-and then they brought up The Thing, wishing to understand it better. Gus' response was that it never happened, Erica lied about it and "we're trying to destroy the family by asking about it".

Though I was not present for the conversation, Erica's husband told me Gus' eyes were darting around the room as the conversation unfolded. "He reminded me of a trapped bird, like he was itching to escape". As the conversation reached its conclusion, he noticeably calmed down and acted as if everything wrong was now well. He calmly walked out the door after saying goodbye and they hoped to see him and New Wife again soon, with a fresh start.

That's not what they got.

A couple days later, Gus had worked up the courage to tell my mother what he really thought of her. "I am so angry with you! Don't you dare ever talk to me again!" And so it has been ever since. My layman research on narcissists has taught me that their amygdala is deficient in comparison with non-narcissists. If you overload a weak amygdala with stimuli it cannot handle, the traumatic effects on the body can be unimaginably painful; sometimes the symptoms are identical to a stroke. My guess is that being confronted with his own damaged nature by 4 people close to him agitated his amygdala into such a frenzy that simply being near us again could trigger that awful stress, so his brain had no choice but to avoid us at all costs.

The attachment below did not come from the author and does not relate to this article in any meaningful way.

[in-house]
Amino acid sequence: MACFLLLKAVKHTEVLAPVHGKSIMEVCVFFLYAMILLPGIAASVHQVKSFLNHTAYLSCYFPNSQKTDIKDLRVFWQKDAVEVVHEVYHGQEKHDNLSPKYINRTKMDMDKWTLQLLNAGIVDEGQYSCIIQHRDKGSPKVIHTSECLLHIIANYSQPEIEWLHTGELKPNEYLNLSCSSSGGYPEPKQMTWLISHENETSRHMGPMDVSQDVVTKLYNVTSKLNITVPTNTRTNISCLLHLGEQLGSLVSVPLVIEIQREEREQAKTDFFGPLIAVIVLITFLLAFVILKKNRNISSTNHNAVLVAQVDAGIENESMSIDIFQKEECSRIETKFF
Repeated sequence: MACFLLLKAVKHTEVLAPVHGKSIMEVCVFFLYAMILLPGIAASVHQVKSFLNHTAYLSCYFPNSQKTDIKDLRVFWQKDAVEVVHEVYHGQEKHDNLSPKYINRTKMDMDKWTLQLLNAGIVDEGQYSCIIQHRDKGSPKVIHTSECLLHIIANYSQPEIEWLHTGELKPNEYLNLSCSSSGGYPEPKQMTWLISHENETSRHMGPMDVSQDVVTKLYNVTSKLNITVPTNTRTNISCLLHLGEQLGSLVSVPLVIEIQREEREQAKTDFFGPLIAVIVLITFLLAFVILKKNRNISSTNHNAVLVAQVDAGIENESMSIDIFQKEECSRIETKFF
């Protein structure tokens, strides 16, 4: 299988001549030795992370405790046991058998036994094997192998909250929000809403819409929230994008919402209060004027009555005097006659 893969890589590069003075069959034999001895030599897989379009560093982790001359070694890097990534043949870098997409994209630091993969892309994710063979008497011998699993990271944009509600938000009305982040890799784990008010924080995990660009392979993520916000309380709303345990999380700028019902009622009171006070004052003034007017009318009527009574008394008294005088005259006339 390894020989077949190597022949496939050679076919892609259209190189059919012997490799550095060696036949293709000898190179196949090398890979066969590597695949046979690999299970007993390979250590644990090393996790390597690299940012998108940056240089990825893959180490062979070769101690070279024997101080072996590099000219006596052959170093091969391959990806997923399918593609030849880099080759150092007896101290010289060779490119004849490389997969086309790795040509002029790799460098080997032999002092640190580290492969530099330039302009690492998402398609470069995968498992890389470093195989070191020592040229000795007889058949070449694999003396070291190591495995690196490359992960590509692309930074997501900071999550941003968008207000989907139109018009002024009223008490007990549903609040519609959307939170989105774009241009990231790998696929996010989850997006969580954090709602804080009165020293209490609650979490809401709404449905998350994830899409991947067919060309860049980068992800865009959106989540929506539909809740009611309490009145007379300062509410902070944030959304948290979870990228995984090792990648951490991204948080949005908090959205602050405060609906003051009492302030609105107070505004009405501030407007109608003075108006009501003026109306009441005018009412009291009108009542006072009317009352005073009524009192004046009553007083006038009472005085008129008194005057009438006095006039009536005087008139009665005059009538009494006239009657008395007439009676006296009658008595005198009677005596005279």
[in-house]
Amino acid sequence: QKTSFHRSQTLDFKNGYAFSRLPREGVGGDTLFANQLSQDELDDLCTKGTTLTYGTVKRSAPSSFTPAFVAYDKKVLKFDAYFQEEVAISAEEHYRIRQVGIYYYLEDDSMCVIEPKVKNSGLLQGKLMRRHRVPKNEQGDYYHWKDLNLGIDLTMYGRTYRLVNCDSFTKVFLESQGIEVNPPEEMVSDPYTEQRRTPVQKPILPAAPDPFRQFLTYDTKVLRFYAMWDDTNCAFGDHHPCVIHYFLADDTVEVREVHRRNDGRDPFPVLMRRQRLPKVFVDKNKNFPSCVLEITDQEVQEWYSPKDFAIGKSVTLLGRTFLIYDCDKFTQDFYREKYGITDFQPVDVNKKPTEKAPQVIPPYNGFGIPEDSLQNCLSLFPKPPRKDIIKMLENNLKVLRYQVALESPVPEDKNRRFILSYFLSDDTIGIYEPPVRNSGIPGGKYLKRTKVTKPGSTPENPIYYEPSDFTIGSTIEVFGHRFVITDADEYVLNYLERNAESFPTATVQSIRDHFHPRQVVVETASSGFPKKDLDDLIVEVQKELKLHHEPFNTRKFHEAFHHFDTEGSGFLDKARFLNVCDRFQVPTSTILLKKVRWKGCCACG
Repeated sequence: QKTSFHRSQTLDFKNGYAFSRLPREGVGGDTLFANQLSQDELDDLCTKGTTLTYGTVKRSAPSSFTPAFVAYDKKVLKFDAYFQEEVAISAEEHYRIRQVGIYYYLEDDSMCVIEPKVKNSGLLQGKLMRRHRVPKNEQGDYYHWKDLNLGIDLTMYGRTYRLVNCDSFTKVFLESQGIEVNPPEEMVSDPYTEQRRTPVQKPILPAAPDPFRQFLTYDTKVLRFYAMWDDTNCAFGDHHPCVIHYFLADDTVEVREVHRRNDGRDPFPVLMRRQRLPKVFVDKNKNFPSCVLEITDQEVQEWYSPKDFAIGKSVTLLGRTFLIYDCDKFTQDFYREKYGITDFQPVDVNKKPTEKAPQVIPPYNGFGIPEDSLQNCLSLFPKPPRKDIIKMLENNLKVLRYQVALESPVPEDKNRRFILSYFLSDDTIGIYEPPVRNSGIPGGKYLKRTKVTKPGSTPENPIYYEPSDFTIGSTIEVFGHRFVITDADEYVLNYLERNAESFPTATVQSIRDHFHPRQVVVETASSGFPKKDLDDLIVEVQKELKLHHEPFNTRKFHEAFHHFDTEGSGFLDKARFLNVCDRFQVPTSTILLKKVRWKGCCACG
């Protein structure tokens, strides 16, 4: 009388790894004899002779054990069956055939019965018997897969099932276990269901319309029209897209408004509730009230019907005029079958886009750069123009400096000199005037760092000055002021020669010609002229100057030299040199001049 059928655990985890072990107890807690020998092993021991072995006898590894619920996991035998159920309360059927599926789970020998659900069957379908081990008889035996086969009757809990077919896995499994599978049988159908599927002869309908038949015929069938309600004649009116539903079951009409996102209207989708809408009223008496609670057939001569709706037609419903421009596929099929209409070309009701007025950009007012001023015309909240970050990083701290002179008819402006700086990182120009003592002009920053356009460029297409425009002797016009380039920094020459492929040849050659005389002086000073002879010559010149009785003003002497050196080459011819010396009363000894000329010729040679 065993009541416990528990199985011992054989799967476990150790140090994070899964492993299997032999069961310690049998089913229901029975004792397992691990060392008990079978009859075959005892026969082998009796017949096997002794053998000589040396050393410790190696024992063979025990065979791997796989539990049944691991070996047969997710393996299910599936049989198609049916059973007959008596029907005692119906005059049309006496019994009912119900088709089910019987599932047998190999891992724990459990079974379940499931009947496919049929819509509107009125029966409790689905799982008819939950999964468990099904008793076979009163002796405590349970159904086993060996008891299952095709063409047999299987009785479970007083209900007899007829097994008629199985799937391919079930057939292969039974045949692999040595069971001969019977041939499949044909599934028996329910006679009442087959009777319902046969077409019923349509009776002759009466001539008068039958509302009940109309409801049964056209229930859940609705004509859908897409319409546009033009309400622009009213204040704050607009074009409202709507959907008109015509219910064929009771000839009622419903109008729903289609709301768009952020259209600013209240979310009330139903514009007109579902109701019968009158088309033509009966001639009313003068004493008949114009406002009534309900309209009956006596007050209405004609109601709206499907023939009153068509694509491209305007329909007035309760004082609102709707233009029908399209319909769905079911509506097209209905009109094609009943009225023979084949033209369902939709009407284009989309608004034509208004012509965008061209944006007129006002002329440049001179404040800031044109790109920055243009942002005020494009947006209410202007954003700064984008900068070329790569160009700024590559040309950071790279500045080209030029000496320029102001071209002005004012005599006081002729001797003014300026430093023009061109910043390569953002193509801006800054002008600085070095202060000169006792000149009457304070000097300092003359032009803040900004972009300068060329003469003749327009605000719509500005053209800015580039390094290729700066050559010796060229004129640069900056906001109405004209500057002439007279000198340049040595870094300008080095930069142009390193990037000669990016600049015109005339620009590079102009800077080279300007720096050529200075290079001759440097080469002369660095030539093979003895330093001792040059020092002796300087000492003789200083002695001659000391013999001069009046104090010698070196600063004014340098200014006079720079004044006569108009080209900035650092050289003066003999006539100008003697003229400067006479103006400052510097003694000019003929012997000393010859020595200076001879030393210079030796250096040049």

For several years, my family held out hope in vain that Uncle Gus would somehow come to his senses, despite a lifetime of poor social functioning, that he would realize his behavior was deplorable, apologize, change for the better and become part of our family again. As the years passed, two occurrences dashes these hopes.

The first was when a great aunt of mine called him to tell him that the love of her life had passed away. She requested he pass the word on to my mother and he erupted: "No! [Monadnock's mother] and I don't talk anymore!"

The second was when Uncle Gus' own mother, my grandmother, passed away. He knew that there would be a funeral, and that his daughter, his son-in-law, his sister and his nephews would be in attendance, and that many other individuals there would know of his disappearing act. The stress of having to meet with us after all this time outweighed his grief over losing his mother, such is the cognitive defect of the narcissist. He angrily called the funeral home where his mother's body was kept in repose, accusing them of not telling them his mother had died. Apparently he had been hoping for a private viewing before the funeral; I tend to doubt he deserved that honor.

Uncle Gus' exit from our family has thankfully left me without any long lasting emotional scars. His daughter is happily married to a good man and she works in a high-paying career, a significant geographic distance from her troubled upbringing. I accepted what happened with him long long ago. I'm just crestfallen that he could no longer ever be the same funny, bright man who I remember as having such a positive influence on my own childhood.